In addition to its human toll, racial housing inequality is exacting an economic price that has cost nearly 800,000 jobs, $400 billion in tax revenue and prevented about five million from owning homes, according to a Morgan Stanley analysis.Disparities in home ownership are a root cause of wealth disparities across society, the Wall Street firm said in research that also looked at the rising unaffordability of rental housing and how that fits into the broader issue.The analysis found that Blacks still have a harder time getting a mortgage than Whites, causing a snowball effect that results in lower credit ratings, pushing minorities into lower-quality housing and further into the fringes of society.- Advertisement – Suburbs of San Diego, CaliforniaSkodonnell | iStock / 360 | Getty Images – Advertisement – – Advertisement – While Morgan Stanley said the gap can be explained somewhat by age, income and education, discrimination in getting home financing also plays a major role.“Disproportionately high rates of home loan application denials for Black and Hispanic applicants are a key factor contributing to the homeownership gap,” the report said. Citing data from the Home Mortgage Disclosure Act, the report noted that 16% of Black households and 12% of Hispanics were refused a mortgage in 2019, compared to just 8% of White households.Morgan Stanley floats several proposals to deal with the problem.The report cites the likelihood that President-elect Joe Biden will institute more regulations that address inequality. However, it also states the need for more rental housing units rather than simply instituting different regulations for the existing stock.There’s also a recommendation for greater scrutiny of how banks and other financial institutions are lending, especially for loans not backed up by government enterprises like Fannie Mae and Freddie Mac. Even when they get mortgages, Black and Hispanic families usually pay significantly higher rates – generally more than half a percentage point above the prevailing rate.Morgan Stanley’s analysts also call for a rental and homeowner bill of rights, expansion of the Community Reinvestment Act, and the creation of a $100 billion Affordable Housing Fund.The authors also address financial literacy and its importance for prospective borrowers to know what they’re getting.Fixing the disparities could result in 4.9 million more households created, along with 784,000 jobs and $400 billion in tax revenue by bringing homeownership levels in line from a race standpoint, according to the analysis.The report cites a number of initiatives from big Wall Street banks to address disparities: $1 billion from Citigroup and $30 billion from JP Morgan Chase, two name two. – Advertisement – “Inequality compounds in exactly the same way as interest — small, nearly negligible differences accrue into significant gaps over time,” Morgan Stanley analysts said in a lengthy report. “Racial inequality in access to homeownership is real, is compounding existing inequality, and is contributing to a rental affordability crisis that’s especially acute among lower-income earners.”Though rising, the homeownership rate for Blacks remains well below that of Whites, Asians and Hispanics.The rate as of the third quarter of 2020 was 46.4% for Blacks, compared to 67.4% for Whites, according to the Census Bureau. The Black rate was 41.5% at the beginning of 2016; the gap with Whites then was 22 percentage points, while it currently is 21 points.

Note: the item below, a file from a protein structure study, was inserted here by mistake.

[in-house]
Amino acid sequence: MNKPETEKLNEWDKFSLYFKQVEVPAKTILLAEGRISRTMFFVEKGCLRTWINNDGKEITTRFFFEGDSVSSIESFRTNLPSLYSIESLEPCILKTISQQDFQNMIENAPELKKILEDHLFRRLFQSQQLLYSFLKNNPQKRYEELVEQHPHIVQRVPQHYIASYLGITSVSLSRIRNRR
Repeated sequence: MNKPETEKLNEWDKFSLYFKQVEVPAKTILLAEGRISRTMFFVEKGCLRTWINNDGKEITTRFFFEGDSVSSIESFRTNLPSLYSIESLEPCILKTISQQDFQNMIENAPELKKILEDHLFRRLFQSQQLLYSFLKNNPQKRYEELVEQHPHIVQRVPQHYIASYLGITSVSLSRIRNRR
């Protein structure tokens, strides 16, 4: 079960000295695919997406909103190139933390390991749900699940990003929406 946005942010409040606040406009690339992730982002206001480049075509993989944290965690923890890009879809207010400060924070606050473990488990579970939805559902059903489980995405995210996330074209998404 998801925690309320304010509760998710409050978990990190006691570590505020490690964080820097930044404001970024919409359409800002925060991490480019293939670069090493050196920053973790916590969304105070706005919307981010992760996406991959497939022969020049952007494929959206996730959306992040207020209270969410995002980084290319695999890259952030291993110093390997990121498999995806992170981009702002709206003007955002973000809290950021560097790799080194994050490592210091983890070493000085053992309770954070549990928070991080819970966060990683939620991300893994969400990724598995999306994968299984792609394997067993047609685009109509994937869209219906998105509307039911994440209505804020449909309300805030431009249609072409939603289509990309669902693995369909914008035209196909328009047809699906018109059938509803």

In anticipation of the Trojans’ first weekday football game at the Los Angeles Memorial Coliseum, the USC Athletic Department announced special procedures regarding tailgating, transportation and parking that will take effect on Thursday.New territory · USC’s game against Arizona will be the first time the team has played at the Los Angeles Memorial Coliseum on a Thursday during the BCS era. All classes will operate on their normal schedules. – Ralf Cheung | Daily TrojanChanges to typical game day logistics have been made because USC classes will be in session as usual on Thursday.According to the webpage created by the Athletic Department detailing the changes to game day regulations, tailgating and picnicking will not be permitted within campus boundaries or on The Row. Tailgating will be allowed in Exposition Park and at the Coliseum.Because of the tailgating restrictions, the Trojan Athletic Fund and the Galen Center Founders Club will open their tailgates to ticket holders who purchase passes. Fans will also be able to attend the first ever Cardinal & Gold Picnic at the Coliseum. In addition, Lawry’s Carvery at L.A. Live will offer a 10 percent discount to USC-Arizona ticket holders on the day of the game.Through a partnership with CID Entertainment, the Athletic Department will offer a “Park & Ride” Trojan Express Shuttle Bus service to game attendees in the greater Los Angeles and Orange County metropolitan areas. Shuttles will pick up passengers in several locations, including Anaheim, Pasadena and Ontario, and drop off near the Coliseum and on Exposition Boulevard.The Orange County Transportation Authority will also provide Metrolink train service from Oceanside to the Coliseum. Pickup is available at all stops in between, including Union Station.On-campus parking lots will be closed to visitors without season parking passes. Alternatives to on-campus parking include the USC Parking Center on Grand Avenue, Parking Structures 1 and 2 on Flower Street., and The Shrine Lot. Beginning at 4 p.m., parking will also be available at the St. Vincent Elementary School at the intersection of Figueroa Street and Adams Boulevard. for $20. Parking lots at the Coliseum will open at 2 p.m. Thursday.Additionally, the Athletic Department has partnered with L.A. Live to offer parking to USC game attendees in Lots 6 and 7 for $20. A complimentary shuttle from L.A. Live to the Coliseum will run continuously before and after the game.Thursday’s game against Arizona will mark the team’s first game since Athletic Director Pat Haden relieved Lane Kiffin of his head coaching duties and Ed Orgeron will make his debut as interim head coach.The Trojans (3-2, 0-2 Pac-12) will be going for their first conference win of the season after surprising losses to Washington State and Arizona State. In the team’s most recent home game against Utah State on Sept. 21, the official attendance was 63,482. On the season, USC has averaged 67,770 fans per game, which ranks No. 2 among all Pac-12 schools in average attendance, though that number represents only 72 percent of the Coliseum’s capacity.In 2012, USC averaged 87,945 fans per game, the most in the Pac-12 and nearly 20,000 more than UCLA, who was No. 2 in the conference.More details about changes to game day procedures for Thursday’s game can be found at weplayfor2013.com/thursday.